Today Mom, Liev, and I took off for a little seaside excursion. We left early this morning despite the overcast and windy weather. Mom sat back with Liev, entertaining him with travel toys, noises, and general silliness. She was such a good feel for interacting with him, that I envy her.
Mom also entertained me on the drive to Hampton Beach since she knew the name of every tree, shrub, flower, and plant we passed on the roadway. I know nothing about local flora except that some trees are oaks, and others are pines. At forty-something, I just discovered the connection between acorns and oaks. Duh.
Anyway, Liev spent the last bit of our drive gasping dramatically, saying, “Ooooooohh!” and “O-cye!” pointing out the window to the sea. Mom encouraged his enthusiasm, with her own Ooos and ahhs. How his little eyes glowed with wonder! We arrived at Hampton Beach, which was deserted, except for a few hearty senior citizens and a smattering of skinny joggers. Beach season is over.
We didn’t park at Hampton because I forgot to bring quarters to feed the very hungry meters. So we left then for our ultimate destination, Wallace Beach (which was also closed for the season!). Although the beach and parking lots were still accessible, the facilities were all locked, making bathroom planning a must. This solitude was fortunate since Liev struggled.
He loved the ocean, but the size and newness of it blew the circuits in his brain. Fit after fit seized him, purpling his face and filling his lungs with piercing shrieks. Holding my hand incensed him. He wanted to, needed to, go. Go, without me, into the sea, off to England or the Canary Islands powered by a megaton of wails. As the weather was too blustery for a walk in the waves, I struggled with him as he tried to drag me into the surf. Mom leaned on her cane as I wrangled his thrashing body into his stroller, securing him firmly.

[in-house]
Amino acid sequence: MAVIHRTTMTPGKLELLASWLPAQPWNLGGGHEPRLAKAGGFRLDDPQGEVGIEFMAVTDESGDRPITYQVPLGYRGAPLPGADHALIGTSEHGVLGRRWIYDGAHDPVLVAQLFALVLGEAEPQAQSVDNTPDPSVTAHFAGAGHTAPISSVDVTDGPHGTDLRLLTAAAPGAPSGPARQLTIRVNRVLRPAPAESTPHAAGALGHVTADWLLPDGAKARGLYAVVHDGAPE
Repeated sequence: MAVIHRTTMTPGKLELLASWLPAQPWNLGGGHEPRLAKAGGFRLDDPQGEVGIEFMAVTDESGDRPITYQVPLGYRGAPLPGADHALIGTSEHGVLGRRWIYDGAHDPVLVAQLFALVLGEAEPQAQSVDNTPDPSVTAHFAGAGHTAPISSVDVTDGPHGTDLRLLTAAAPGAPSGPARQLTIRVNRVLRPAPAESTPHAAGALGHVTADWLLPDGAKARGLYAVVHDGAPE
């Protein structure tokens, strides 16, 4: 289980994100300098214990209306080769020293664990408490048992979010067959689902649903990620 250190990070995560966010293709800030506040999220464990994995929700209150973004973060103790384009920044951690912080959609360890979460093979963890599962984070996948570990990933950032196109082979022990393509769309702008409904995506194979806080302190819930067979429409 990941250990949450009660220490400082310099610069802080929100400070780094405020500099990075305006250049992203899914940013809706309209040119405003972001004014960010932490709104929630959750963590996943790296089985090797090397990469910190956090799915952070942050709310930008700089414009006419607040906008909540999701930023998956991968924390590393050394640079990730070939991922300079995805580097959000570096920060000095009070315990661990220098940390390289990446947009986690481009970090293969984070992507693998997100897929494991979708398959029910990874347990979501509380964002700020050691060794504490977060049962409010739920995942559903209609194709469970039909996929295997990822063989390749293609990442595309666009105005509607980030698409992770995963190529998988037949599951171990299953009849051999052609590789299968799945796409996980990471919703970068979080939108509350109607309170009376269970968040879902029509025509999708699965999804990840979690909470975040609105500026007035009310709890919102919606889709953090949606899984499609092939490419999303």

After fifteen minutes of exertion, we returned to the SUV. Poor Liev looked so tragic, clutching onto his baa and sucking frantically on his souska as I wheeled him to the car. We tried another recreation area by the sea with a modest grassy park. A small group of mothers and a few Liev-sized toddlers picnicked over to one side.
I said a silent prayer and set Liev free. To his credit, he did well until he caught sight of the waves at a corner of the park. Another tussle ensued, this time with me trying to prevent him from scaling the boulders and rocks that blocked the sea. My efforts were met with more howls and tears, and the stares of everyone at the park.
Embarrassed, I put on my best, “I know what I am doing” face. I worried Mom would think I was a terrible parent and that our seaside adventure was a fail. Well, third time is a charm, right? We packed up and went out for lunch. Would Liev throw an alarming and unprecedented fit that would humiliate us in front of the restaurant staff?
No! He was a total sweetie who charmed everyone. “Oh, what an adorable little boy!” cooed our waitress with an unnerving little-girl voice. She fussed over him, and he dared to giggle as if to say, “See, I am a reasonable child. I just needed some love and understanding!” Sheesh!
The three of us had a perfect lunch. Mom and I each ordered a mega-plate of fried clams, with tartar sauce, fried potatoes, coleslaw, and a tumbler of peanut oil to guarantee a caloric content of 10,000. Liev ate fried chicken, fruit, and French fries. He discovered that lemons were splendid and chomped on a dish of them as Mom and I scarfed down seafood. Despite all the overstimulation today, he did his best. Congratulations to my good little boy. I am proud of the progress he made!